MANILA, Philippines -- Citing ?problems,? the present head of the Social Security System has confirmed that she was resigning her post and that she would be going back to the private sector.
In an interview aired live on radio dzMM Wednesday, Corazon dela Paz said in Filipino that she filed her resignation in June and would have wanted to stay until July 31 for a ?smoother transition? because there were still major projects that she wanted to finalize so that her successor would only have to implement them and not have to review them all over again.
But she added that of course, the decision would be up to higher authorities.
When asked why she was quitting her post, which she held for seven years, Dela Paz, who was in the US, said: ?I am old. I have problems. I want to go back to the private sector. I have spent seven years [in SSS].?
She did not elaborate on what her problems were and refused to comment when asked whether Commission on Higher Education chairman Romulo Neri, who was reported to be Dela Paz?s replacement, was the right man for the job.
?I am not the one appointing my successor,? said Dela Paz.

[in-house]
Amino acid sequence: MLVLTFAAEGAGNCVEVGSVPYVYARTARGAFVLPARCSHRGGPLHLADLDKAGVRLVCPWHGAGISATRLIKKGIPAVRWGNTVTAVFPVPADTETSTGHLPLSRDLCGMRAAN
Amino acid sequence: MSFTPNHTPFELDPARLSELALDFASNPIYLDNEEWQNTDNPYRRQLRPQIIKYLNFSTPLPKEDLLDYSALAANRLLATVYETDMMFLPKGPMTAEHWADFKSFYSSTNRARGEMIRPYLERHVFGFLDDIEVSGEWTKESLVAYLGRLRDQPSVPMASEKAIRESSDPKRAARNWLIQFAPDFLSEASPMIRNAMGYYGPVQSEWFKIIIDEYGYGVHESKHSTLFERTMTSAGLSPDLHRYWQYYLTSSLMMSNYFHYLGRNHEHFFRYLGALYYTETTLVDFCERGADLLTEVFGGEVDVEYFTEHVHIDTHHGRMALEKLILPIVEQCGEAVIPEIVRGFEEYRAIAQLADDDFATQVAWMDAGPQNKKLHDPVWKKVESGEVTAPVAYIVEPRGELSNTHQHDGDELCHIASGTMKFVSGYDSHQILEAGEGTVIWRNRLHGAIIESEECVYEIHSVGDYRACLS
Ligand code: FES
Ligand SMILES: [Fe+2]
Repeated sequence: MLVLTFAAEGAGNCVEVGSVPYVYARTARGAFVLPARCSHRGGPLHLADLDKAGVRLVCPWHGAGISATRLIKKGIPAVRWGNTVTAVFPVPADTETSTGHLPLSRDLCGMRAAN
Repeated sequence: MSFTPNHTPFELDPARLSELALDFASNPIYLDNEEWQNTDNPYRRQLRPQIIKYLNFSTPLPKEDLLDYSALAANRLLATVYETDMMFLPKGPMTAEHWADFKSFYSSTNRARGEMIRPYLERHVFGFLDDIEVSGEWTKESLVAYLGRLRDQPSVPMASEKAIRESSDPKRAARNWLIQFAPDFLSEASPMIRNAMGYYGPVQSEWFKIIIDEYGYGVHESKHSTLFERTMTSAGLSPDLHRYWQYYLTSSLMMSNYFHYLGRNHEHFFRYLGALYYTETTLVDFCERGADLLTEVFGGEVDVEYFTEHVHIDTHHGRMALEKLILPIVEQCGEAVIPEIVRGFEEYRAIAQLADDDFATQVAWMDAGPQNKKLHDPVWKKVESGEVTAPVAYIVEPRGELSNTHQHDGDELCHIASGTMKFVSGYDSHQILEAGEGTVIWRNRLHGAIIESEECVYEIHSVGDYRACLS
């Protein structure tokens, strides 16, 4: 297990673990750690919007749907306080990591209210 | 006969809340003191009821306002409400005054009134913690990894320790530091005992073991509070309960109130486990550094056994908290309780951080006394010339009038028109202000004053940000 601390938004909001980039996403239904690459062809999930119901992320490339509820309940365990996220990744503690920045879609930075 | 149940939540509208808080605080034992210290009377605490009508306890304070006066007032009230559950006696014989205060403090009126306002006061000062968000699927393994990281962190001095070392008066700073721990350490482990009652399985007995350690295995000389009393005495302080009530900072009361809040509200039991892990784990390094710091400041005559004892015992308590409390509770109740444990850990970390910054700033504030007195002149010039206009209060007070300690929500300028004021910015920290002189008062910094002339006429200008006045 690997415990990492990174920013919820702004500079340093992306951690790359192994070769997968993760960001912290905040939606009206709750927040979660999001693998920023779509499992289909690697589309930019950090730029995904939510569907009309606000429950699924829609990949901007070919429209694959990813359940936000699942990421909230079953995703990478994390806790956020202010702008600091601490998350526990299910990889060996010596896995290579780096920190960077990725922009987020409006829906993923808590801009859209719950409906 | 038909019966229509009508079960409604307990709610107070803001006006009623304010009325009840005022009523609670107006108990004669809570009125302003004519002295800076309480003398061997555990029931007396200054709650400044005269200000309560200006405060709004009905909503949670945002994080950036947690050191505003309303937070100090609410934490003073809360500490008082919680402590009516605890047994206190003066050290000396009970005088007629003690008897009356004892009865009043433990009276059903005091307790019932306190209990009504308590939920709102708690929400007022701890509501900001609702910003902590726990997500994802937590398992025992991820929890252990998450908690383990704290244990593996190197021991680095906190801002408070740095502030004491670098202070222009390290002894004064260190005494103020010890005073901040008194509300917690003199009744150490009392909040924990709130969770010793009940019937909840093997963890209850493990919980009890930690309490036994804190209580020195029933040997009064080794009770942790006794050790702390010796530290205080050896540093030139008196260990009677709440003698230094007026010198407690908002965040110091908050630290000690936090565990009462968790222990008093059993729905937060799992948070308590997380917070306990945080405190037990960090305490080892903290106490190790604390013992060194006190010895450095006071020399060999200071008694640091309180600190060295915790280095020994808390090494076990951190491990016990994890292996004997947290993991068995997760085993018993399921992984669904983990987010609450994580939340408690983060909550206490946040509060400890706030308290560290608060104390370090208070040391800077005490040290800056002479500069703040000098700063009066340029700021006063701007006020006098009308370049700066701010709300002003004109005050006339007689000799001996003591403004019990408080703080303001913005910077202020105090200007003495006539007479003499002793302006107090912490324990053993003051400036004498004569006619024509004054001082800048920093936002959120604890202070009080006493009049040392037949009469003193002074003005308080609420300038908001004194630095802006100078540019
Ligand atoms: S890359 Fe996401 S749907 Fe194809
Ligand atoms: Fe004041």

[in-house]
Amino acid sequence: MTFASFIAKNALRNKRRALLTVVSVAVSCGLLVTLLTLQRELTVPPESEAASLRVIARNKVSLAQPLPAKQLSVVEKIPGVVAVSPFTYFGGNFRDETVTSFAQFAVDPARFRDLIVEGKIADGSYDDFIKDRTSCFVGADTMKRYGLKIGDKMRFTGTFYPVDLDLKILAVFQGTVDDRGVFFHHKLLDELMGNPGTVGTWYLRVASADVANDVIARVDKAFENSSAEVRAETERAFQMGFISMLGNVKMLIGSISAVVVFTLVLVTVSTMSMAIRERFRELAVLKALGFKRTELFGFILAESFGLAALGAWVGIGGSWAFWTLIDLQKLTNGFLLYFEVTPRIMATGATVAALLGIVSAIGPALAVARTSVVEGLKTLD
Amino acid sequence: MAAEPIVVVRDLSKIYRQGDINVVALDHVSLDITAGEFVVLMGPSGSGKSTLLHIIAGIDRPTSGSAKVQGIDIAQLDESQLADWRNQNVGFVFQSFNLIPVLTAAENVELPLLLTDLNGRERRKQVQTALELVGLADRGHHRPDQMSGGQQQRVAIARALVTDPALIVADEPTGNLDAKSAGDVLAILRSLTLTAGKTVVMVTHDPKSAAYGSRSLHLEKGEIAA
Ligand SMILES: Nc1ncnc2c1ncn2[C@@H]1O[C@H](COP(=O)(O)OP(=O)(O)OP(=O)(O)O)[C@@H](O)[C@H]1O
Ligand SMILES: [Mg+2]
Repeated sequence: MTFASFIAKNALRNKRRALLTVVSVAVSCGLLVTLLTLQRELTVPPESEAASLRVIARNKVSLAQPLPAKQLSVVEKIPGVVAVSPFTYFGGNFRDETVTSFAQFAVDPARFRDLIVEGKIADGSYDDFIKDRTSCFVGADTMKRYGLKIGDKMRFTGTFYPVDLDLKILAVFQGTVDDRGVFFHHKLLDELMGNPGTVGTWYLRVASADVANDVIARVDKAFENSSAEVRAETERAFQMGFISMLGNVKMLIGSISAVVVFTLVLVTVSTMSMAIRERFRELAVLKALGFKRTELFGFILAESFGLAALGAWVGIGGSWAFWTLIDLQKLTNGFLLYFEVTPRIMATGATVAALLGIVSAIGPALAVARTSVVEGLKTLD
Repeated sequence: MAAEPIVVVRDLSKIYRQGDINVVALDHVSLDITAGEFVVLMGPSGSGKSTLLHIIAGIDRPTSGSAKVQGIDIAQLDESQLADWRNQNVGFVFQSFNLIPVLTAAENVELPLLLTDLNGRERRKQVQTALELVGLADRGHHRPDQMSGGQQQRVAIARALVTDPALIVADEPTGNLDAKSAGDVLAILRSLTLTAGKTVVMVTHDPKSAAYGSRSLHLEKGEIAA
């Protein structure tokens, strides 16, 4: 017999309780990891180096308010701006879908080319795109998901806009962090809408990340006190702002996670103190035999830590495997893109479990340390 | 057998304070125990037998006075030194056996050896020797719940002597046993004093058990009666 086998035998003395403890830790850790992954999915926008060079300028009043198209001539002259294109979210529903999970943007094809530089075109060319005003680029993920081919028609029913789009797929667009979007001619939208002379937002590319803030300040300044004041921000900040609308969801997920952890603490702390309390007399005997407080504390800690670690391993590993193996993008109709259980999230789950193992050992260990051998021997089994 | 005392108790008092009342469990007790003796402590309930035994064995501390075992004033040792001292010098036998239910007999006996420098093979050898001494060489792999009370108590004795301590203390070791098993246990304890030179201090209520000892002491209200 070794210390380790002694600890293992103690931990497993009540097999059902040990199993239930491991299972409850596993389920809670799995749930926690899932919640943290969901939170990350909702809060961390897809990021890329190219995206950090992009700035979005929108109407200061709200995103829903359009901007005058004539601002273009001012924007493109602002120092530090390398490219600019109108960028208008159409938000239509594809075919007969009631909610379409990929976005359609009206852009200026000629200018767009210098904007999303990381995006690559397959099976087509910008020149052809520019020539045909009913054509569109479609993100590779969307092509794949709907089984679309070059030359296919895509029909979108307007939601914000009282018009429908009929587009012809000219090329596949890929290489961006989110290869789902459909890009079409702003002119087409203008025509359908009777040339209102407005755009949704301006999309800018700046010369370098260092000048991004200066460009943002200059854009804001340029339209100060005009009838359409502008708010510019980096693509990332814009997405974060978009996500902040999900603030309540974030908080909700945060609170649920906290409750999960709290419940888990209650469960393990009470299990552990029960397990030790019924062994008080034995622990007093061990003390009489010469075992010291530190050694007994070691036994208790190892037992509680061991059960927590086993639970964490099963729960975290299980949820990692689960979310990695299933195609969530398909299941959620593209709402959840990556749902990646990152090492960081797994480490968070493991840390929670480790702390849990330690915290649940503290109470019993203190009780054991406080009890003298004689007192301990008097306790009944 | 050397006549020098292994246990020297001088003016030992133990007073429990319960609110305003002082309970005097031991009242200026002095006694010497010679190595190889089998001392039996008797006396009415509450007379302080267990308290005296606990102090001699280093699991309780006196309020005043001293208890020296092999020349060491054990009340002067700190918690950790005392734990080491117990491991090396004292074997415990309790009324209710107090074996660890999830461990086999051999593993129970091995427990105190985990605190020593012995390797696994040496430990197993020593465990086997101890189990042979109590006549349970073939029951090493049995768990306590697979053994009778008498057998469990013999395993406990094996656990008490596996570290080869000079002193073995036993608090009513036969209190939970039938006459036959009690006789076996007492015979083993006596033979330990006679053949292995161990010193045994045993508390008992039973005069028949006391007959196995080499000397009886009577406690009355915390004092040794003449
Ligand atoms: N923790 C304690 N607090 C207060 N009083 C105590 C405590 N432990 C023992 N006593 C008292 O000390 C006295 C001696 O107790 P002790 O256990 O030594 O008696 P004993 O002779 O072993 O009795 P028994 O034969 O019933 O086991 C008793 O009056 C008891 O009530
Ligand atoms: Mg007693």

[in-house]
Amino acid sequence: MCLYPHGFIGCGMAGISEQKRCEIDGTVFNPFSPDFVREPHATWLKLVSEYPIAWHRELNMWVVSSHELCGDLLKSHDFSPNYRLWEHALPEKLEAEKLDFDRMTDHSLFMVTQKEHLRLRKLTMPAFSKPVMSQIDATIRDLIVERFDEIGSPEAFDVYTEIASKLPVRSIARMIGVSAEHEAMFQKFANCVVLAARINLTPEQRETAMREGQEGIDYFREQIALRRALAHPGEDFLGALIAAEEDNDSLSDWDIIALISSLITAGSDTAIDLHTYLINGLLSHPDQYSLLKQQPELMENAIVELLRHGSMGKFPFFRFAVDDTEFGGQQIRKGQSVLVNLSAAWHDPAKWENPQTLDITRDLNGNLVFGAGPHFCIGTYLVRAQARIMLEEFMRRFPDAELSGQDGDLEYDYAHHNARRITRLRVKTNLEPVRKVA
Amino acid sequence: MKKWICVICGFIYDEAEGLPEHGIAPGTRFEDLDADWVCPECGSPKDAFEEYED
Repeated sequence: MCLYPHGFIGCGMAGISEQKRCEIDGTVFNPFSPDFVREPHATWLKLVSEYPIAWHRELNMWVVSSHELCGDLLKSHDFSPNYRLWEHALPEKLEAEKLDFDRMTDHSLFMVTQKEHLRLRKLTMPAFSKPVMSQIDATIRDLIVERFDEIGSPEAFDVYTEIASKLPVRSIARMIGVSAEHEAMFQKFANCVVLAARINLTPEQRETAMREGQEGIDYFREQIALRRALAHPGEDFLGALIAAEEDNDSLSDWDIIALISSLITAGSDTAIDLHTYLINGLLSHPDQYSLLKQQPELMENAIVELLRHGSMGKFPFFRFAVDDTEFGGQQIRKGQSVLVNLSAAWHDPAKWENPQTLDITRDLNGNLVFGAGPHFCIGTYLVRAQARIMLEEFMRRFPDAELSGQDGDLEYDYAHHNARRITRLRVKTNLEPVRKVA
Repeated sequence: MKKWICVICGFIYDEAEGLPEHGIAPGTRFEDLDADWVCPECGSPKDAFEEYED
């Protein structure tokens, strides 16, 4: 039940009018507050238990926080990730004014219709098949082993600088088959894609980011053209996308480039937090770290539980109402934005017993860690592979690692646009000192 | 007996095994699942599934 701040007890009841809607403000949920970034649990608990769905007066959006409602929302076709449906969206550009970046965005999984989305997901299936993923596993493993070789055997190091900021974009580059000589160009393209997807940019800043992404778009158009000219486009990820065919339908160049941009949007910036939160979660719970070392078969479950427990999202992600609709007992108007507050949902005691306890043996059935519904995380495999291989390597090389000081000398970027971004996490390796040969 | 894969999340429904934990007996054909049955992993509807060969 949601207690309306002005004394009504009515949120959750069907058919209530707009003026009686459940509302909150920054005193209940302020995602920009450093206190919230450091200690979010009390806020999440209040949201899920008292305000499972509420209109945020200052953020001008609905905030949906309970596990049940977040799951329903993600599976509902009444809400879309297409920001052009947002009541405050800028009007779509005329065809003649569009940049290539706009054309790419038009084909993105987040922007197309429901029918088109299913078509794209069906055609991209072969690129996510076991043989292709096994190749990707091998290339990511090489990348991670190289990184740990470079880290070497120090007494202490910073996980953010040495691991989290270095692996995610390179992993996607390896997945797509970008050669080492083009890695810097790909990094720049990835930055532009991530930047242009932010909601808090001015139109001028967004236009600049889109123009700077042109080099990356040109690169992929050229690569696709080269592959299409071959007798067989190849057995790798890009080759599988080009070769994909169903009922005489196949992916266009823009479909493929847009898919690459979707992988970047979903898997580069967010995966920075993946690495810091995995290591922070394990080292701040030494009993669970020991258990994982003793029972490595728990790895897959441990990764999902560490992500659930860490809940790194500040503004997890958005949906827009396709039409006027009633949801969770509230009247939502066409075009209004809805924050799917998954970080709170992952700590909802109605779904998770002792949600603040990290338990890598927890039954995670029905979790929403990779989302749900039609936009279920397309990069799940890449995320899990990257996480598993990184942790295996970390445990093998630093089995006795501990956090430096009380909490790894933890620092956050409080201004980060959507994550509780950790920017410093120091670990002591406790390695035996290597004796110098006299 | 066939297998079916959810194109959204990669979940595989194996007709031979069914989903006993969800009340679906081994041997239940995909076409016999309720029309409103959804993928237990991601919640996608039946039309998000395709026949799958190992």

But Dela Paz said that Finance Secretary Gary Teves, who acted as the liaison, had spoken to her.
Dela Paz said she was leaving the SSS in a ?much stronger and stable institution compared to what we found when we came in.?
She said she made sure that the investments of the members were safe. ?We owe that to our members. That?s why our people know what to do. That is why the SSS is stronger because we managed to restore the confidence of its members who expect good service for their contributions.?
She said she would be leaving people who would know the reforms that were needed in the institution but added that they would still ?need someone who could guide them in implementing these programs.?
When pressed on the reason for her resignation, Dela Paz said, ?Maybe there are a variety of reasons. But I would rather keep them to myself.?
At the same time, Dela Paz said that she harbored no ill feelings but that she was more used to the style of work in the private sector than in government.
She was vague when asked whether there was politics involved in the decision to replace her, saying, ?Of course, there will always be politics in government. That will not go away.?